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Early Days Transcript

Early Days
Information for mothers during the postnatal period

Congratulations on the birth of your baby. We hope that you have enjoyed the time you spent in
our maternity unit.
You are now ready to leave hospital and go home where your community midwife and family
doctor will now look after you and your baby. The following advice has been compiled to help
you and your baby settle in at home.

Important points to remember before leaving
Please tell us of any change in your home address – if you are not going to be staying at
your usual address or you have moved during your pregnancy, please can you tell the person
who is discharging you home.
Your notes to take home – please collect your postnatal notes and the baby’s Red Book from
the staff before going home.
You need a car seat for baby – for the safety of your baby, you should always use a correctly
fitted and approved car seat for your baby’s first journey home.
Update your family doctor – please let your family doctor/GP know that you have had your
baby and are now at home. Your baby will need to be registered at your GP surgery. You will
also need to make an appointment to see your GP for your postnatal check when your baby is
six to eight weeks old. It is recommended that you make this appointment as soon as possible.
You will find information on the maternity pages of the Trust website:
If you have any problems at home, you can contact a midwife for advice at any time, day or
night. Please call:
Tunbridge Wells Maternity Triage – 01892 633500
Maidstone Birth Centre – 01622 220161
Crowborough Birth Centre – 01892 654080

Midwife visits when you are home
Your Community Midwife will contact or visit you, the day after you are discharged from hospital
(including weekends).
If she has not contacted you by 3.30 pm please telephone:
Midwifery Liaison Office (weekdays only)
Tunbridge Wells Area – 01892 633500
Maidstone Area – 01622 220161
Crowborough Area – 01892 654080
Maternity Triage – 01892 633500

General information
Healthy eating
With a new baby it can sometimes be difficult to find the time to cook or eat properly; however, a
balanced diet should give you all the nutrients you need to recover from your pregnancy and
A balanced diet should include a variation of fruit, vegetables, proteins such as lean meat,
chicken, fish, eggs and pulses and carbohydrates (e.g. bread, breakfast cereals, potatoes,
pasta and rice). Dairy foods (e.g. milk, cheese, and yoghurt) are also a good source of calcium.
When breastfeeding, it is recommended that you take a supplement of Vitamin D

Medication and breastfeeding
Your medication will be prescribed to cater for your specific needs. Any risks regarding
breastfeeding and your medication will be discussed with you. If you were anaemic after the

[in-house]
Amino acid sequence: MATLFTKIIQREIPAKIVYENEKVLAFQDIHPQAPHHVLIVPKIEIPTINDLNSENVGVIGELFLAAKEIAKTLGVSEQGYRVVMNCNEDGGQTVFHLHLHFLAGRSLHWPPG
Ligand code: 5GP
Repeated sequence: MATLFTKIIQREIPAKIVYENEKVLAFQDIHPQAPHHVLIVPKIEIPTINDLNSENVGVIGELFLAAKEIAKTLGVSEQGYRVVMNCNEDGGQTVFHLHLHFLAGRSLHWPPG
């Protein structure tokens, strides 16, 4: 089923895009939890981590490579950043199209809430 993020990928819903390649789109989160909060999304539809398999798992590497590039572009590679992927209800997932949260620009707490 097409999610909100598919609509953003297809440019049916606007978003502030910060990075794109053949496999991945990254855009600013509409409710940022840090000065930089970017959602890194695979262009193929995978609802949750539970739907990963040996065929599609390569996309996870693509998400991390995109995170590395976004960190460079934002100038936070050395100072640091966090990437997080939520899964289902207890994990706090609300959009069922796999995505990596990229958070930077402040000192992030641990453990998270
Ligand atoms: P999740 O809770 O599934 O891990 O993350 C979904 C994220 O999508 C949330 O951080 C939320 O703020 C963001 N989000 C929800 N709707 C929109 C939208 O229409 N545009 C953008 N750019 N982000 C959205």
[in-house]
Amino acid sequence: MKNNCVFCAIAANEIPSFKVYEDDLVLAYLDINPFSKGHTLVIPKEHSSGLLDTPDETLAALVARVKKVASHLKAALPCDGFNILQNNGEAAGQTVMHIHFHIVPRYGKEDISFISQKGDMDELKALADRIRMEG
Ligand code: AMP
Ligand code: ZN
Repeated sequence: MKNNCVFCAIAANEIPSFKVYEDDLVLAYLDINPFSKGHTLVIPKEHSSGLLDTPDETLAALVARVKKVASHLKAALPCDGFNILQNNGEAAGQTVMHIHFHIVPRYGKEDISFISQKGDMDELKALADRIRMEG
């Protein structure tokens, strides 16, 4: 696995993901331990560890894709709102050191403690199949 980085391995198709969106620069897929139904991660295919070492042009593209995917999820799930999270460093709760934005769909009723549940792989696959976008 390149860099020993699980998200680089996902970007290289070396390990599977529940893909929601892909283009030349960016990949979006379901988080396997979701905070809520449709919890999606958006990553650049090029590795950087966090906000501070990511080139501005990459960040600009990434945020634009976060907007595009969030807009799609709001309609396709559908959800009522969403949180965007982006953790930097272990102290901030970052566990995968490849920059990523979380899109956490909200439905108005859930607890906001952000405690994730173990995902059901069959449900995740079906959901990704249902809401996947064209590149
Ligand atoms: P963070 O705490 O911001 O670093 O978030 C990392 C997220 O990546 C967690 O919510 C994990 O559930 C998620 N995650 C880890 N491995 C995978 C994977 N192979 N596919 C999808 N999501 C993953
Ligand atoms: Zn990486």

birth, you will have been given iron supplements or been advised about taking natural iron
If you are unsure of the advice you have been given by the team caring for you or have any
concerns or questions, please speak to your midwife, pharmacist or a doctor.

Faecal or urinary incontinence
You may experience this temporary problem following childbirth. If you do, please look at the
postnatal exercise leaflet you were given on discharge from hospital. You will need to do the
pelvic floor exercises described in the leaflet.
If after ten days there is no improvement, you should see your GP who can refer you to a
physiotherapist for more intensive exercises.

Your birth experience
After the birth of your baby or at another appropriate opportunity, you may wish to discuss your
birth experience with a midwife or doctor. Please let your midwife know so that she can arrange
this for you.
On transfer to the community and at discharge from midwifery care, your midwife will give you
further opportunities to discuss your birth experience and to ask questions. Following these
discussions, if you feel you need more information, your midwife, health visitor or GP can offer
additional support.

Emotional wellbeing
After you have had your baby, you may find yourself fluctuating emotionally and experiencing
symptoms such as feeling tearful, irritable, unhappy and fatigued. These are normal responses
following delivery that affect up to 80% of new mothers.
Contributing factors are: hormonal changes, sleep deprivation and adapting to your new role.
This period usually peaks on day 3 and resolves without any need for treatment after 10-14
Your midwife, health visitor and GP are there to support your emotional as well as physical
health and can provide help and access to additional support.

Domestic abuse
One in four women experience domestic abuse at some point in their lives and many cases
start, or worsen, during pregnancy or after the birth. It may take the form of physical, sexual,
emotional or psychological abuse. Domestic abuse risks both your health and that of your baby.
You can speak in confidence to any member of your health team or you may prefer to phone
the Domestic Violence 24 hour crisis line  0808 2000 247. You will be offered help and